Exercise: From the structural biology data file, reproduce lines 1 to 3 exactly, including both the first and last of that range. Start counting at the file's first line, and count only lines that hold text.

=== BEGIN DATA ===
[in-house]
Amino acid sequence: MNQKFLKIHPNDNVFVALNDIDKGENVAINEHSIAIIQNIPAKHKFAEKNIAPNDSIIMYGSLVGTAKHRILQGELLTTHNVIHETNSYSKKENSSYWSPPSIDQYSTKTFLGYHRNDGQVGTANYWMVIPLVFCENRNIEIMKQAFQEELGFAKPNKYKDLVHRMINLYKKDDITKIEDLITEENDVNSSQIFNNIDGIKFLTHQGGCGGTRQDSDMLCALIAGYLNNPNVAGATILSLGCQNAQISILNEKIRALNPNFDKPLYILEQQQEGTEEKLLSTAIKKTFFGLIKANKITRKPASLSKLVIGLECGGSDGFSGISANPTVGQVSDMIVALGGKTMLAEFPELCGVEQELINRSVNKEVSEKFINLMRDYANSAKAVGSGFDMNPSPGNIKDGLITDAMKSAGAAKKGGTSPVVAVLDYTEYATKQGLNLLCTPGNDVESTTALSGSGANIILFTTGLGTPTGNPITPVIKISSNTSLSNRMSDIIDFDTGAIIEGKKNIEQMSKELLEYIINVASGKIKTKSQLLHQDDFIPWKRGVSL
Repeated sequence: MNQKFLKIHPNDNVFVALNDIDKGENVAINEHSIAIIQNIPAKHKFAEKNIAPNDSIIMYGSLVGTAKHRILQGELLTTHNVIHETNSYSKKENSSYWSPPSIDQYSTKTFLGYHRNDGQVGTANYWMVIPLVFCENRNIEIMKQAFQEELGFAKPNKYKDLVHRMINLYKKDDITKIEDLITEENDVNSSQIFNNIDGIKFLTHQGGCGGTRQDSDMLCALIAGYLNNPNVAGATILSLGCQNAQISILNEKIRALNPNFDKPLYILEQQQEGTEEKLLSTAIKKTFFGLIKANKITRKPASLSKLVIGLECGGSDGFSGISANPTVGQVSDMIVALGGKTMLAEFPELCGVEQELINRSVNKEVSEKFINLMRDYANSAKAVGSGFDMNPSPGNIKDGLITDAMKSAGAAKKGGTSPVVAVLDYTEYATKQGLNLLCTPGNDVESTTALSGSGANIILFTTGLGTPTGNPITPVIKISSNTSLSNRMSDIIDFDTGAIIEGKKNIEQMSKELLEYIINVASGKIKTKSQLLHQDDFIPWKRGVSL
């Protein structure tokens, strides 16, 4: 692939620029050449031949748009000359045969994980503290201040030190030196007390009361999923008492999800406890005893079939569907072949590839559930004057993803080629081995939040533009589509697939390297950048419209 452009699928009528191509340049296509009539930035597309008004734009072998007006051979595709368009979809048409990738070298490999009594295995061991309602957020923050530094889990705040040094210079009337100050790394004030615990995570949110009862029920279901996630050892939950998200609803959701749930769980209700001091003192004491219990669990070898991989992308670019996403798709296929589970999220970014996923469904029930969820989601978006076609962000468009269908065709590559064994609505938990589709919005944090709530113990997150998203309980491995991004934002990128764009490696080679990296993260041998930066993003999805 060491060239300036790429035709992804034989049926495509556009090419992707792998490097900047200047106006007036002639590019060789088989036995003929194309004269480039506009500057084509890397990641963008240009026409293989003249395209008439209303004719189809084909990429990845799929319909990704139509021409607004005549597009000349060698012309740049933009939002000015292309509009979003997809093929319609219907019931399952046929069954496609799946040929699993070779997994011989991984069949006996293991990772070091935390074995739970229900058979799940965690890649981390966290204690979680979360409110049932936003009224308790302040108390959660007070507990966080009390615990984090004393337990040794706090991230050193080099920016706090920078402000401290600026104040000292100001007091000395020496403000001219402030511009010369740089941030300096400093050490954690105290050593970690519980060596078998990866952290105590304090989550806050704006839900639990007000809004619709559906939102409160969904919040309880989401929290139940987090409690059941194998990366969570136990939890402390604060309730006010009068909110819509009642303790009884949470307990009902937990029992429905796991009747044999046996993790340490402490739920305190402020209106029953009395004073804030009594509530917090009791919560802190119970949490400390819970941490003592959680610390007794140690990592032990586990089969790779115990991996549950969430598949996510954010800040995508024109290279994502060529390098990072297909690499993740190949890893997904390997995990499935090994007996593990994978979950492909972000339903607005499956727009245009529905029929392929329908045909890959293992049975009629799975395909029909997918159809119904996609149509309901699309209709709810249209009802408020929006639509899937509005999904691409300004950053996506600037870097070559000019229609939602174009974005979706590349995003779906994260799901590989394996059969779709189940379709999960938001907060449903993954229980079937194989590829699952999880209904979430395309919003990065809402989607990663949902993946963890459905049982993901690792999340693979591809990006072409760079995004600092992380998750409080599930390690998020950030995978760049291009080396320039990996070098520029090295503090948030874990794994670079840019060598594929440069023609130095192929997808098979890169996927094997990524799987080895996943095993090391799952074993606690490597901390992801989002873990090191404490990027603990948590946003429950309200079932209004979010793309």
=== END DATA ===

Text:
[in-house]
Amino acid sequence: MNQKFLKIHPNDNVFVALNDIDKGENVAINEHSIAIIQNIPAKHKFAEKNIAPNDSIIMYGSLVGTAKHRILQGELLTTHNVIHETNSYSKKENSSYWSPPSIDQYSTKTFLGYHRNDGQVGTANYWMVIPLVFCENRNIEIMKQAFQEELGFAKPNKYKDLVHRMINLYKKDDITKIEDLITEENDVNSSQIFNNIDGIKFLTHQGGCGGTRQDSDMLCALIAGYLNNPNVAGATILSLGCQNAQISILNEKIRALNPNFDKPLYILEQQQEGTEEKLLSTAIKKTFFGLIKANKITRKPASLSKLVIGLECGGSDGFSGISANPTVGQVSDMIVALGGKTMLAEFPELCGVEQELINRSVNKEVSEKFINLMRDYANSAKAVGSGFDMNPSPGNIKDGLITDAMKSAGAAKKGGTSPVVAVLDYTEYATKQGLNLLCTPGNDVESTTALSGSGANIILFTTGLGTPTGNPITPVIKISSNTSLSNRMSDIIDFDTGAIIEGKKNIEQMSKELLEYIINVASGKIKTKSQLLHQDDFIPWKRGVSL
Repeated sequence: MNQKFLKIHPNDNVFVALNDIDKGENVAINEHSIAIIQNIPAKHKFAEKNIAPNDSIIMYGSLVGTAKHRILQGELLTTHNVIHETNSYSKKENSSYWSPPSIDQYSTKTFLGYHRNDGQVGTANYWMVIPLVFCENRNIEIMKQAFQEELGFAKPNKYKDLVHRMINLYKKDDITKIEDLITEENDVNSSQIFNNIDGIKFLTHQGGCGGTRQDSDMLCALIAGYLNNPNVAGATILSLGCQNAQISILNEKIRALNPNFDKPLYILEQQQEGTEEKLLSTAIKKTFFGLIKANKITRKPASLSKLVIGLECGGSDGFSGISANPTVGQVSDMIVALGGKTMLAEFPELCGVEQELINRSVNKEVSEKFINLMRDYANSAKAVGSGFDMNPSPGNIKDGLITDAMKSAGAAKKGGTSPVVAVLDYTEYATKQGLNLLCTPGNDVESTTALSGSGANIILFTTGLGTPTGNPITPVIKISSNTSLSNRMSDIIDFDTGAIIEGKKNIEQMSKELLEYIINVASGKIKTKSQLLHQDDFIPWKRGVSL